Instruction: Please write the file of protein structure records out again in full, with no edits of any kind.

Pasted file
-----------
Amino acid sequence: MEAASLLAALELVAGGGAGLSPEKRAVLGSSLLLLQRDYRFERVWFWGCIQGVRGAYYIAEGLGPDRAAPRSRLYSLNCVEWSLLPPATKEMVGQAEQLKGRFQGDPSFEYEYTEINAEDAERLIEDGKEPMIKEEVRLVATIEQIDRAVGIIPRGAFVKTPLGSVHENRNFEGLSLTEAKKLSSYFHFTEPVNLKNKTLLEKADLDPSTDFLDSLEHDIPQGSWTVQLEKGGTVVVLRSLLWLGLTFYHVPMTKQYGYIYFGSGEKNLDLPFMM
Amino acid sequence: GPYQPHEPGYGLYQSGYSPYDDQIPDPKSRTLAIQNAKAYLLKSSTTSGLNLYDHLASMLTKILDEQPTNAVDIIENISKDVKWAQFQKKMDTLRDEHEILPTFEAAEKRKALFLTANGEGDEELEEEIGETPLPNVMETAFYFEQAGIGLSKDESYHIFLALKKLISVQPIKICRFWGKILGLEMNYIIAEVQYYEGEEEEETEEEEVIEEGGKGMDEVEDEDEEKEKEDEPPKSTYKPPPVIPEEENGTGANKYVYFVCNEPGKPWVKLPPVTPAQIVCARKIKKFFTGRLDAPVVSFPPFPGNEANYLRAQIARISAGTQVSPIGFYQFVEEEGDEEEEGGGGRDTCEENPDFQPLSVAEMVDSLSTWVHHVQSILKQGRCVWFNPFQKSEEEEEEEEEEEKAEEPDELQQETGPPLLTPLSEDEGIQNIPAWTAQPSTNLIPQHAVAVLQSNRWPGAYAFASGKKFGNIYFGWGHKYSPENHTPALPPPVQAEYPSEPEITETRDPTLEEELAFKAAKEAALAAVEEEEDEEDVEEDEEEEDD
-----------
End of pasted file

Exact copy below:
Amino acid sequence: MEAASLLAALELVAGGGAGLSPEKRAVLGSSLLLLQRDYRFERVWFWGCIQGVRGAYYIAEGLGPDRAAPRSRLYSLNCVEWSLLPPATKEMVGQAEQLKGRFQGDPSFEYEYTEINAEDAERLIEDGKEPMIKEEVRLVATIEQIDRAVGIIPRGAFVKTPLGSVHENRNFEGLSLTEAKKLSSYFHFTEPVNLKNKTLLEKADLDPSTDFLDSLEHDIPQGSWTVQLEKGGTVVVLRSLLWLGLTFYHVPMTKQYGYIYFGSGEKNLDLPFMM
Amino acid sequence: GPYQPHEPGYGLYQSGYSPYDDQIPDPKSRTLAIQNAKAYLLKSSTTSGLNLYDHLASMLTKILDEQPTNAVDIIENISKDVKWAQFQKKMDTLRDEHEILPTFEAAEKRKALFLTANGEGDEELEEEIGETPLPNVMETAFYFEQAGIGLSKDESYHIFLALKKLISVQPIKICRFWGKILGLEMNYIIAEVQYYEGEEEEETEEEEVIEEGGKGMDEVEDEDEEKEKEDEPPKSTYKPPPVIPEEENGTGANKYVYFVCNEPGKPWVKLPPVTPAQIVCARKIKKFFTGRLDAPVVSFPPFPGNEANYLRAQIARISAGTQVSPIGFYQFVEEEGDEEEEGGGGRDTCEENPDFQPLSVAEMVDSLSTWVHHVQSILKQGRCVWFNPFQKSEEEEEEEEEEEKAEEPDELQQETGPPLLTPLSEDEGIQNIPAWTAQPSTNLIPQHAVAVLQSNRWPGAYAFASGKKFGNIYFGWGHKYSPENHTPALPPPVQAEYPSEPEITETRDPTLEEELAFKAAKEAALAAVEEEEDEEDVEEDEEEEDD